Thanks for your questions. You definitely want to be able to reproduce the problem for the plumbers so that they can understand your concern.

      If the you don’t have any brown water marks on your ceiling by this point it could simply be some water dripping into the toilet bowl’s trap when someone sits on the bowl. But it’s really hard for me to assess the situation via the web.

      You can also try a different plumber. One who is a referral and someone a friend or relative has used.

      So, try reproducing the drip. Once that’s done then call a plumber. Then you you can show the plumber what you’re problem is. Hope this helps Shannon.

      Jeff

  • Leanne May 4, 2014, 9:35 PM

    I have a question, after you tighten the nuts of the “grilled cheese”, how long do I wait to set the toilet on? Does the silicone need to cure any first?
    Thanks,
    Leanne

    • Jeff Patterson May 9, 2014, 6:02 AM

      Good question Leanne, I let the caulk setup according to the directions. But to be safe you could wait 24 hours. Admittedly this is hard when it’s the only toilet in the house. So using a quick drying silicone caulk made for plumbing is the way to go.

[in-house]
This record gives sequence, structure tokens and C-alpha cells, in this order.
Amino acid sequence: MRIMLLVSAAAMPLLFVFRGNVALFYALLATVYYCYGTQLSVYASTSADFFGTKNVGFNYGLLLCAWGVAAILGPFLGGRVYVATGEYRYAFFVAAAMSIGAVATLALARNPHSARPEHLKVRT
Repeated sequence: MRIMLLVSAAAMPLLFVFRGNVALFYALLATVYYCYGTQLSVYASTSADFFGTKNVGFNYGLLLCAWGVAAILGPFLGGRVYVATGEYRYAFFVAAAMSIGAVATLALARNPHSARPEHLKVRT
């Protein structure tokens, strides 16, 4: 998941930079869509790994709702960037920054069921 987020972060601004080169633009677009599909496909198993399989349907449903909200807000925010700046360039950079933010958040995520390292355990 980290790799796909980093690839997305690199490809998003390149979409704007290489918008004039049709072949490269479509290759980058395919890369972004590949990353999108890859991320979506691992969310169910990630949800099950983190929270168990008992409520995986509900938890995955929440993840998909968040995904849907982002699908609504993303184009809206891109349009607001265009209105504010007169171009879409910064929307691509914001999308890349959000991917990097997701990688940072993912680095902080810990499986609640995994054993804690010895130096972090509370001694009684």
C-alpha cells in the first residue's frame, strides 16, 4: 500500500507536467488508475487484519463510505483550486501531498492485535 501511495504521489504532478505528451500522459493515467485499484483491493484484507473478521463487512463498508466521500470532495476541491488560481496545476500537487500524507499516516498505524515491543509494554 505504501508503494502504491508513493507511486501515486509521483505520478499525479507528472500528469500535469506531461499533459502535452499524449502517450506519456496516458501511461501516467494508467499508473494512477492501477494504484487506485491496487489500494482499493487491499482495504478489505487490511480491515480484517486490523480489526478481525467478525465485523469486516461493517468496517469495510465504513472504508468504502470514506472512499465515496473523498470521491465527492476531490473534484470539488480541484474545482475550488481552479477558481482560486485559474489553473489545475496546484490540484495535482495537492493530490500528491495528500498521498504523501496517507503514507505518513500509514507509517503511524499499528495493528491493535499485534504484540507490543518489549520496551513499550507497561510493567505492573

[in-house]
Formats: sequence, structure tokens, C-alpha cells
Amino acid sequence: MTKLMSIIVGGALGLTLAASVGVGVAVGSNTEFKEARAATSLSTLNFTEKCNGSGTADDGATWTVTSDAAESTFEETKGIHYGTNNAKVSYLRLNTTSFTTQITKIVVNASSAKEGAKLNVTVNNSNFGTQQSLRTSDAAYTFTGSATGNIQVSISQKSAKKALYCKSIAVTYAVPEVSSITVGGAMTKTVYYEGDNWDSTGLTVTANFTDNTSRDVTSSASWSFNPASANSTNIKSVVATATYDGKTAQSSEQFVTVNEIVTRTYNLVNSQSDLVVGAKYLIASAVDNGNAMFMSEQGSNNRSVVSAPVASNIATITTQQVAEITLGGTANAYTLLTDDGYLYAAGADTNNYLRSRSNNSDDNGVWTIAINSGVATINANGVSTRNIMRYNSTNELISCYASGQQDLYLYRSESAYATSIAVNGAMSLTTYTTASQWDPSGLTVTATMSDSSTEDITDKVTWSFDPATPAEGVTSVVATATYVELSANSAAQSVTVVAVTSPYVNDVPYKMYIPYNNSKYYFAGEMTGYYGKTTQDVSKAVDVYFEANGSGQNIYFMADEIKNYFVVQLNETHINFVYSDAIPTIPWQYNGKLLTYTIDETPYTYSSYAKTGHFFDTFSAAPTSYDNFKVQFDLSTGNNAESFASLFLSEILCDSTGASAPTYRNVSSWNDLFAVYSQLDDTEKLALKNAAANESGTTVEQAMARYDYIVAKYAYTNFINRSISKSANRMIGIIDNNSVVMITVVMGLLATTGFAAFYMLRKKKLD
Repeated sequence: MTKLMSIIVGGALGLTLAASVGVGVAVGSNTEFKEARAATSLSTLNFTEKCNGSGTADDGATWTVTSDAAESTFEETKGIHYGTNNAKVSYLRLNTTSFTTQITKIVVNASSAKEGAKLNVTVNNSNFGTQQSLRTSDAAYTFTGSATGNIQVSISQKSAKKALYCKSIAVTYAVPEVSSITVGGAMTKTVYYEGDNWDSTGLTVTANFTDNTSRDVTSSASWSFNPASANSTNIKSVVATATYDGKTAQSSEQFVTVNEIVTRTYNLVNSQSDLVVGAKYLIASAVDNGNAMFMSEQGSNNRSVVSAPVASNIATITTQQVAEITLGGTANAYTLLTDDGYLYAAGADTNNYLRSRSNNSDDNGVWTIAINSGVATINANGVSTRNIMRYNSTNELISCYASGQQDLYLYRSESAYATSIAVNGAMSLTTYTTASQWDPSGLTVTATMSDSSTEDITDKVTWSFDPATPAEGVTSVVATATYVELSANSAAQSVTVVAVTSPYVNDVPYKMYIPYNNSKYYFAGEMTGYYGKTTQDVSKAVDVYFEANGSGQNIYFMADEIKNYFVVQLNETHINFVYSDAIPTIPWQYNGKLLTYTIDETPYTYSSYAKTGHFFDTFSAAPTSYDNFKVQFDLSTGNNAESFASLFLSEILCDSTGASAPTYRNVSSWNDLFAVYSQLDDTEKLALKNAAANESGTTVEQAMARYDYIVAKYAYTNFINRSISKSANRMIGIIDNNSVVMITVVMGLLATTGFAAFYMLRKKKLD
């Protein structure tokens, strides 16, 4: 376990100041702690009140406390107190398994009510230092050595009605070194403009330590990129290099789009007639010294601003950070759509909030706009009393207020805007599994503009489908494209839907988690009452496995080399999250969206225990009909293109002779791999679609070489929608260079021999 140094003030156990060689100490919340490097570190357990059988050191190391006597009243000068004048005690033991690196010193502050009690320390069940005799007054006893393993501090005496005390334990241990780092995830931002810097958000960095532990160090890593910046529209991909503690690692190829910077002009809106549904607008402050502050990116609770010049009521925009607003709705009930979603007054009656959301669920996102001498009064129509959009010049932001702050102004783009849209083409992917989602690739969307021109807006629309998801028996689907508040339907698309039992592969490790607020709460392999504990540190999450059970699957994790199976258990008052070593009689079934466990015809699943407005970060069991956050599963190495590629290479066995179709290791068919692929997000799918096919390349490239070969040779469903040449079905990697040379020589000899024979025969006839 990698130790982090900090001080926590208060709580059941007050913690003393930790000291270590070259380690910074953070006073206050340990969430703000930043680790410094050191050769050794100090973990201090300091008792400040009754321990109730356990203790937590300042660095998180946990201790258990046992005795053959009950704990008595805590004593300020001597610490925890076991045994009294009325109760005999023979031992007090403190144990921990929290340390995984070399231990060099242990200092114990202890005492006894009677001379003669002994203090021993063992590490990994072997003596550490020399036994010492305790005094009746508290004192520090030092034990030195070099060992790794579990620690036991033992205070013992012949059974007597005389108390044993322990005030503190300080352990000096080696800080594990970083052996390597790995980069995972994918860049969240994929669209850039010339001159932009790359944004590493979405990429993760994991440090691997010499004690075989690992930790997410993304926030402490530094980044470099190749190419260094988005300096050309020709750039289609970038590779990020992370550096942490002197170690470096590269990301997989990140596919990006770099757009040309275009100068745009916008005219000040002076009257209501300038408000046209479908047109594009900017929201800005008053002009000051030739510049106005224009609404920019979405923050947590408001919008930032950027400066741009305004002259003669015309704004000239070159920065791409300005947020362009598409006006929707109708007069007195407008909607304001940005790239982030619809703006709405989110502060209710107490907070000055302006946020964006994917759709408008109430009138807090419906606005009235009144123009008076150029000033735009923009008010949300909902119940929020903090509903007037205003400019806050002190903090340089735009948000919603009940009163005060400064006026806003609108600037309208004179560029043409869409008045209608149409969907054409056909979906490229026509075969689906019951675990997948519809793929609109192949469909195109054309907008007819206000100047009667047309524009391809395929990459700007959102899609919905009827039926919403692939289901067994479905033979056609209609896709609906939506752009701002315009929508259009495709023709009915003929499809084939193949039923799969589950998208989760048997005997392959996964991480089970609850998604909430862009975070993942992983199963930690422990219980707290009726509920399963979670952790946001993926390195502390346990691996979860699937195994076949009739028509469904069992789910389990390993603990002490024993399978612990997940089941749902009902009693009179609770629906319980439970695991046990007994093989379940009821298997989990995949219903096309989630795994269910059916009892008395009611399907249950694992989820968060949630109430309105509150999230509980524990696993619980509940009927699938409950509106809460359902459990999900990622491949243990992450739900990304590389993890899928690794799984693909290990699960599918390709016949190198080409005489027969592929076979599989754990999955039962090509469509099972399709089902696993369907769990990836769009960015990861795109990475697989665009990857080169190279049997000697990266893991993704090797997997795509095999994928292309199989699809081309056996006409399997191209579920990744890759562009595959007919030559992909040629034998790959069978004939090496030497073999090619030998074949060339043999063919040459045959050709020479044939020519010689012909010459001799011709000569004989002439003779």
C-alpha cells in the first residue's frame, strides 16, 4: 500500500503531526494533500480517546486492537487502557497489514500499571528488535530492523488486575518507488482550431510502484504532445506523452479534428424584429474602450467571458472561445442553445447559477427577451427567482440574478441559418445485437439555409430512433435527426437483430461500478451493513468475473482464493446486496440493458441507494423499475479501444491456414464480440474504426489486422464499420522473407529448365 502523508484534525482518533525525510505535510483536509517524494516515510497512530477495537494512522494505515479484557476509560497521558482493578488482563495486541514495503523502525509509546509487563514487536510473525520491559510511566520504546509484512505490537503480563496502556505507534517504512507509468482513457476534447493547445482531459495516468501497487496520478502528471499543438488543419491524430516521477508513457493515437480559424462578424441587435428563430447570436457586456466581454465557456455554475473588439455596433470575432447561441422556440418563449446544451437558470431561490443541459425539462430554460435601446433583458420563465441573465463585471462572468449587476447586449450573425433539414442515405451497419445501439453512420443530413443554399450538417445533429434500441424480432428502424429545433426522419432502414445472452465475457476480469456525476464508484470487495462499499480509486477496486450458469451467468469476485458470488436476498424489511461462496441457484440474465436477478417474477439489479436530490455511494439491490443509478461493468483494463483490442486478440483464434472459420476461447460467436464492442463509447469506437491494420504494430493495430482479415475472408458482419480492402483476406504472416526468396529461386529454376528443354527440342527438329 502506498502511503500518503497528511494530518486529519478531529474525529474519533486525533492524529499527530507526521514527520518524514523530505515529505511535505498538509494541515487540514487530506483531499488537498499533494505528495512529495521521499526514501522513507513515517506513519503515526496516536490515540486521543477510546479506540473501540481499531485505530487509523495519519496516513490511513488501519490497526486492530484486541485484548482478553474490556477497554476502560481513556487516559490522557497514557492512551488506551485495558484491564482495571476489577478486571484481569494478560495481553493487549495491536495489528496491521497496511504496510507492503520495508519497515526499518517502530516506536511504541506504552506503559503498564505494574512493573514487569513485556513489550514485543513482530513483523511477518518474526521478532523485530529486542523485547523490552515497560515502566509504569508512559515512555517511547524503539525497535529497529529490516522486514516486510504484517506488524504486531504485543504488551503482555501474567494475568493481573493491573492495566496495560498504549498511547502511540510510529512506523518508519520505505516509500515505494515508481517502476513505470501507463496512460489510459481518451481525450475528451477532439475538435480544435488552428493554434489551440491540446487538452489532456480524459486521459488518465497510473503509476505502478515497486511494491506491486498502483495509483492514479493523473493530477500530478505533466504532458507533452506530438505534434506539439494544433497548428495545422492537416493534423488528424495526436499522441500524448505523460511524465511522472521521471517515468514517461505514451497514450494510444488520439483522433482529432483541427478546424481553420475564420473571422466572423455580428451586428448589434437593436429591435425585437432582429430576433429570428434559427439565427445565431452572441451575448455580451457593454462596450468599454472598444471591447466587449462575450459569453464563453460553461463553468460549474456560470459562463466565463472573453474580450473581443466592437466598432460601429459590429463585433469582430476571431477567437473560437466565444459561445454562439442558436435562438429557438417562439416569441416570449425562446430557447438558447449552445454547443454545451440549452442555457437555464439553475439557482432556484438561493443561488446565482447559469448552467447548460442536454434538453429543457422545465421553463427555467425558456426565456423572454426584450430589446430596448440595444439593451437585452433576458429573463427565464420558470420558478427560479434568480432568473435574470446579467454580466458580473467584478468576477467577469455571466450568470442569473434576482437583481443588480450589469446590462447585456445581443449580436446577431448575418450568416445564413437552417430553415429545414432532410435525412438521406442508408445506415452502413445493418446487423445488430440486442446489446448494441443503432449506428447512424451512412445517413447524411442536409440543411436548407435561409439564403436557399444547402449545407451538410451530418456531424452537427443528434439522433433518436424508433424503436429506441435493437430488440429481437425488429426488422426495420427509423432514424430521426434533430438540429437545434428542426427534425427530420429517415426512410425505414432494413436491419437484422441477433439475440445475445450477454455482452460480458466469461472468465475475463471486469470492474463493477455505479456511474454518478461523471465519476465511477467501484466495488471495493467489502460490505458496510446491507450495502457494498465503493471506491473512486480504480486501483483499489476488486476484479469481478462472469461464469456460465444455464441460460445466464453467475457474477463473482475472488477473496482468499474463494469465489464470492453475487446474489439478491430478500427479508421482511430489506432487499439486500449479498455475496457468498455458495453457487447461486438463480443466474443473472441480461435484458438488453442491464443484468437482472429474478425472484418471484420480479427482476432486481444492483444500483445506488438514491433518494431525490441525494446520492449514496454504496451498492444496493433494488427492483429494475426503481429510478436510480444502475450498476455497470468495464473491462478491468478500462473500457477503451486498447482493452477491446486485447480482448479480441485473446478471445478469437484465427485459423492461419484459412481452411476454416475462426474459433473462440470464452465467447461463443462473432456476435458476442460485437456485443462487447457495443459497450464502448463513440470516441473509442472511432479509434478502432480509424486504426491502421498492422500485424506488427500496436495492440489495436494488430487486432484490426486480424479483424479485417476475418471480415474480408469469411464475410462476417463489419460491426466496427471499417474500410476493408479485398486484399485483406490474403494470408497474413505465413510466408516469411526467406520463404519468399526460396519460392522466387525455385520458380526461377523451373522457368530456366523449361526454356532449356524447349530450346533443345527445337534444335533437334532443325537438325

• Charles June 9, 2014, 2:20 PM

    I changed the flapper flush valve and flapper with a fluid master universal kit.my tank drains a 1/2 inch every ten minutes then refills. the water feed hole is not way down the tube creating a suction so im baffled to why it keeps draining

    • Jeff Patterson June 19, 2014, 7:34 PM

      There must be a slow leak somewhere in the tank Charles. One way to test this is to put food coloring in the tank water and see if it shows up in the bowl. If this is the case then you know the leak has to do with the flush valve and flapper.

      I’m assuming you don’t have any leaks having to do with the fill valve. The water would show up on the floor of the bathroom. Although, you may want switch out the fill valve just to ensure the toilet operates as efficiently as possible.

  • Jon Herschel November 17, 2014, 12:37 PM

    Thanks! Couldn’t ask for better instructions to get me going.

    • Jeff Patterson November 19, 2014, 6:18 AM

      I’m glad it helped you Jon. Let me know if you have questions.